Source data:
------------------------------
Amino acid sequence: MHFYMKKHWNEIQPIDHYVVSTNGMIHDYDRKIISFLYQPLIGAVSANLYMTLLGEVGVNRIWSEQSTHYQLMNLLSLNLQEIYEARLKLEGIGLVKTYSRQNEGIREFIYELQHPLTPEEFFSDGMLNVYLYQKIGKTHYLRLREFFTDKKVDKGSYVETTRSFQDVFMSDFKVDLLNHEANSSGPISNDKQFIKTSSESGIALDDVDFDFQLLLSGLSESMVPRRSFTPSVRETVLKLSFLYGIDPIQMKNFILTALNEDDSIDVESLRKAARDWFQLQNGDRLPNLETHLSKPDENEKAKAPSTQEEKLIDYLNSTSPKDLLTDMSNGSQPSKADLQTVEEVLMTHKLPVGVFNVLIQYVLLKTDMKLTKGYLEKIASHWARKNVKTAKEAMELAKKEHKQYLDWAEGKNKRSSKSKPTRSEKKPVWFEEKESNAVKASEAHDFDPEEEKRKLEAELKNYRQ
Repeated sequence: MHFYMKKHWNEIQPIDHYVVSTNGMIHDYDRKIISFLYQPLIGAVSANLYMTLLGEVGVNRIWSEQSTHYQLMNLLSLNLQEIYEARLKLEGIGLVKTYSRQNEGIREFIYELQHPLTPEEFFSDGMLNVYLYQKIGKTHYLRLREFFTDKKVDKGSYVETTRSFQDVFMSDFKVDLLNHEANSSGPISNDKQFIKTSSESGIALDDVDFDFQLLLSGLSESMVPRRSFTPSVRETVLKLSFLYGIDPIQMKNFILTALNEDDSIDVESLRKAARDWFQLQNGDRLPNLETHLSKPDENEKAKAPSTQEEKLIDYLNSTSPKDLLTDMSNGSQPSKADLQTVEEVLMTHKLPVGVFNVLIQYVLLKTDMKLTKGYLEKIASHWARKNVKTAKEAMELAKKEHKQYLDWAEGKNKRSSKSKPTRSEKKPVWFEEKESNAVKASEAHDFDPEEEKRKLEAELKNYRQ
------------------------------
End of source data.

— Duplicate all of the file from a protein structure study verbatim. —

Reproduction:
Amino acid sequence: MHFYMKKHWNEIQPIDHYVVSTNGMIHDYDRKIISFLYQPLIGAVSANLYMTLLGEVGVNRIWSEQSTHYQLMNLLSLNLQEIYEARLKLEGIGLVKTYSRQNEGIREFIYELQHPLTPEEFFSDGMLNVYLYQKIGKTHYLRLREFFTDKKVDKGSYVETTRSFQDVFMSDFKVDLLNHEANSSGPISNDKQFIKTSSESGIALDDVDFDFQLLLSGLSESMVPRRSFTPSVRETVLKLSFLYGIDPIQMKNFILTALNEDDSIDVESLRKAARDWFQLQNGDRLPNLETHLSKPDENEKAKAPSTQEEKLIDYLNSTSPKDLLTDMSNGSQPSKADLQTVEEVLMTHKLPVGVFNVLIQYVLLKTDMKLTKGYLEKIASHWARKNVKTAKEAMELAKKEHKQYLDWAEGKNKRSSKSKPTRSEKKPVWFEEKESNAVKASEAHDFDPEEEKRKLEAELKNYRQ
Repeated sequence: MHFYMKKHWNEIQPIDHYVVSTNGMIHDYDRKIISFLYQPLIGAVSANLYMTLLGEVGVNRIWSEQSTHYQLMNLLSLNLQEIYEARLKLEGIGLVKTYSRQNEGIREFIYELQHPLTPEEFFSDGMLNVYLYQKIGKTHYLRLREFFTDKKVDKGSYVETTRSFQDVFMSDFKVDLLNHEANSSGPISNDKQFIKTSSESGIALDDVDFDFQLLLSGLSESMVPRRSFTPSVRETVLKLSFLYGIDPIQMKNFILTALNEDDSIDVESLRKAARDWFQLQNGDRLPNLETHLSKPDENEKAKAPSTQEEKLIDYLNSTSPKDLLTDMSNGSQPSKADLQTVEEVLMTHKLPVGVFNVLIQYVLLKTDMKLTKGYLEKIASHWARKNVKTAKEAMELAKKEHKQYLDWAEGKNKRSSKSKPTRSEKKPVWFEEKESNAVKASEAHDFDPEEEKRKLEAELKNYRQ